Disease and insect pressure are very high this year. My agronomist says western bean cutworm beetle traps were over threshold for more than two weeks. We are right in the middle of when the eggs will be hatching into hungry larva looking for the ear. Reports also include European corn borer and Japanese beetles. Scouting reports show plant disease creeping up the plant. So far rust (in corn) is the most prevalent fungus we’ve seen, but others like northern leaf blight are creeping in as well. The most common report in soybeans is of septoria brown spot, with some isolated frog eye being found. Japanese beetle feeding is also common in the soybean fields.
After 8 inches of rain over a 7-day period a week ago many fields are going backwards. We have flooded out holes in places we never see them in July. Mornings continue to be damp with dew and fog. I’m sure whispers of vomitoxin are beginning to resound again this year. We received more rain Thursday and Friday night (not included in the total above). It has been several years since irrigation use has been this low this late into the growing season.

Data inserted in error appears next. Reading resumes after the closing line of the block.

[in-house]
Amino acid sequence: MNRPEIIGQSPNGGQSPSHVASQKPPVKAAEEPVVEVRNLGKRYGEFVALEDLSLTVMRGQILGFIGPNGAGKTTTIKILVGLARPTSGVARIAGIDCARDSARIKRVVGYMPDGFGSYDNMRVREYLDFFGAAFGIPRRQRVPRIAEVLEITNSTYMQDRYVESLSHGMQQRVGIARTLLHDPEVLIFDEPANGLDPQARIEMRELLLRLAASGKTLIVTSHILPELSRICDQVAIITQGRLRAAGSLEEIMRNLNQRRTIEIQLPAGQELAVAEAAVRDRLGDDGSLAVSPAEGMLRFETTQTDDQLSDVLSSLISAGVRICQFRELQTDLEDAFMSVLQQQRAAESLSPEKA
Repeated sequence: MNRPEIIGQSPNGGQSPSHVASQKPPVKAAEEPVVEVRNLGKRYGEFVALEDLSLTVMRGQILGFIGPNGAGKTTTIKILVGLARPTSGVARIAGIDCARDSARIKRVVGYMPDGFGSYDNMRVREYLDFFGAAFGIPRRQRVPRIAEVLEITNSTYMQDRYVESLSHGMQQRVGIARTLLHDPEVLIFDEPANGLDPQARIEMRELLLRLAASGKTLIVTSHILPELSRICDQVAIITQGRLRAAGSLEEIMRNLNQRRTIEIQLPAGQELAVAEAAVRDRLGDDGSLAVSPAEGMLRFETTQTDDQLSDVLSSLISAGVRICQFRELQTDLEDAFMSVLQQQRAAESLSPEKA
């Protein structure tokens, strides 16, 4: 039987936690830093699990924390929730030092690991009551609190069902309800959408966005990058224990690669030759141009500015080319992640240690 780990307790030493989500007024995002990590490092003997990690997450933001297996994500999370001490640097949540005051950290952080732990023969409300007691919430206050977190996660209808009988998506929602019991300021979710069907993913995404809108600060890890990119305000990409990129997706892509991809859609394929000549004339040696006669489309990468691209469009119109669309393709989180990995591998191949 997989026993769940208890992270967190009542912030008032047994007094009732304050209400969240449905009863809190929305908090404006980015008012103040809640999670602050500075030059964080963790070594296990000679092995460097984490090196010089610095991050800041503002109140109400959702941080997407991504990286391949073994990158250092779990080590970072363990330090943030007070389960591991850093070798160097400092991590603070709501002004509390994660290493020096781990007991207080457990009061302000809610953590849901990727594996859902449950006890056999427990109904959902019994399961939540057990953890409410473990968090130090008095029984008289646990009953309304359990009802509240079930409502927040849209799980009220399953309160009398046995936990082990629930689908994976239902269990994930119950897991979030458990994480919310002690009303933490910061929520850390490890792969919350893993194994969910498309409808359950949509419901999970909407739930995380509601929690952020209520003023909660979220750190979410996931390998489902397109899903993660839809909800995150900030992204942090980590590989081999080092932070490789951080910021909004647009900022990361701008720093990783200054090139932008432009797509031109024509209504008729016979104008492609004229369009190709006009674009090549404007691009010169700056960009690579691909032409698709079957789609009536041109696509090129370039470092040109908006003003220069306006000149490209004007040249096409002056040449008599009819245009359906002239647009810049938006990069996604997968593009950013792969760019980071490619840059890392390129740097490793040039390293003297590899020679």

Last week, we had dry fertilizer applications made with airplanes. Only about half of these were planned. The other half was supposed to be fertigated - applied with irrigation - however it was simply too wet to run the irrigation.
This week, airplanes returned to make fungicide and insecticide applications while the corn is pollinating. With high pest and disease pressure, we are using full labeled rates. In the past, it has been common practice in our geography to use the low label rate. We are hoping this season will not require a second application. This would be new for our area, and some serious number crunching will have to be done. We will also have to consult with some more southern growers who are more accustomed to this dilemma. Each trip with the airplane comes at a cost of $20-$30 per acre including product and application. That adds up fast.
Soybeans are just entering R3. The ground was dry enough briefly this week that I was able to make ground applications of plant health products to some soybean fields. The mix I used varied some based on crop conditions but generally included a fungicide, insecticide and plant food. There are a few more fields to cover before we have to make decisions on how to handle some of the fields that have gone backwards. There are definitely some fields that will receive no further investments.
The opinions of the author are not necessarily those of Farm Futures or Farm Progress.